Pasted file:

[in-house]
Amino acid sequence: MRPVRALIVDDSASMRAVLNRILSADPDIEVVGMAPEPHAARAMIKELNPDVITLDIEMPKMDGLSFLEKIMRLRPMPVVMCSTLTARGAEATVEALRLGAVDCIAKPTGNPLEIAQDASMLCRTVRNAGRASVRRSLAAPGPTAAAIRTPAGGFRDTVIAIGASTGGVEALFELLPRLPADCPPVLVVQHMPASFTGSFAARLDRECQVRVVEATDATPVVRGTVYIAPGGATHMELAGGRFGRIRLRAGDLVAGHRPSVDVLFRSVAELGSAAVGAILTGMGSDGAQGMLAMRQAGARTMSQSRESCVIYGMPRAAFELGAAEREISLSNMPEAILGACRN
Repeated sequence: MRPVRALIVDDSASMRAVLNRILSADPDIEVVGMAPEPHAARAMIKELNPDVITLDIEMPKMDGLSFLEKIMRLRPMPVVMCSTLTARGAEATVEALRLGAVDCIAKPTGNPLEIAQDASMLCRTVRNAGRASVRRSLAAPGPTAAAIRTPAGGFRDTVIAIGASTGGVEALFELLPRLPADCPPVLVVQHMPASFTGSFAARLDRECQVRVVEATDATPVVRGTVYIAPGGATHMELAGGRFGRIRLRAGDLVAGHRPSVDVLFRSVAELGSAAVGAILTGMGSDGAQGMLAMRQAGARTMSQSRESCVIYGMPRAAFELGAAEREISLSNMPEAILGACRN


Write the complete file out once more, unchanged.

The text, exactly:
[in-house]
Amino acid sequence: MRPVRALIVDDSASMRAVLNRILSADPDIEVVGMAPEPHAARAMIKELNPDVITLDIEMPKMDGLSFLEKIMRLRPMPVVMCSTLTARGAEATVEALRLGAVDCIAKPTGNPLEIAQDASMLCRTVRNAGRASVRRSLAAPGPTAAAIRTPAGGFRDTVIAIGASTGGVEALFELLPRLPADCPPVLVVQHMPASFTGSFAARLDRECQVRVVEATDATPVVRGTVYIAPGGATHMELAGGRFGRIRLRAGDLVAGHRPSVDVLFRSVAELGSAAVGAILTGMGSDGAQGMLAMRQAGARTMSQSRESCVIYGMPRAAFELGAAEREISLSNMPEAILGACRN
Repeated sequence: MRPVRALIVDDSASMRAVLNRILSADPDIEVVGMAPEPHAARAMIKELNPDVITLDIEMPKMDGLSFLEKIMRLRPMPVVMCSTLTARGAEATVEALRLGAVDCIAKPTGNPLEIAQDASMLCRTVRNAGRASVRRSLAAPGPTAAAIRTPAGGFRDTVIAIGASTGGVEALFELLPRLPADCPPVLVVQHMPASFTGSFAARLDRECQVRVVEATDATPVVRGTVYIAPGGATHMELAGGRFGRIRLRAGDLVAGHRPSVDVLFRSVAELGSAAVGAILTGMGSDGAQGMLAMRQAGARTMSQSRESCVIYGMPRAAFELGAAEREISLSNMPEAILGACRN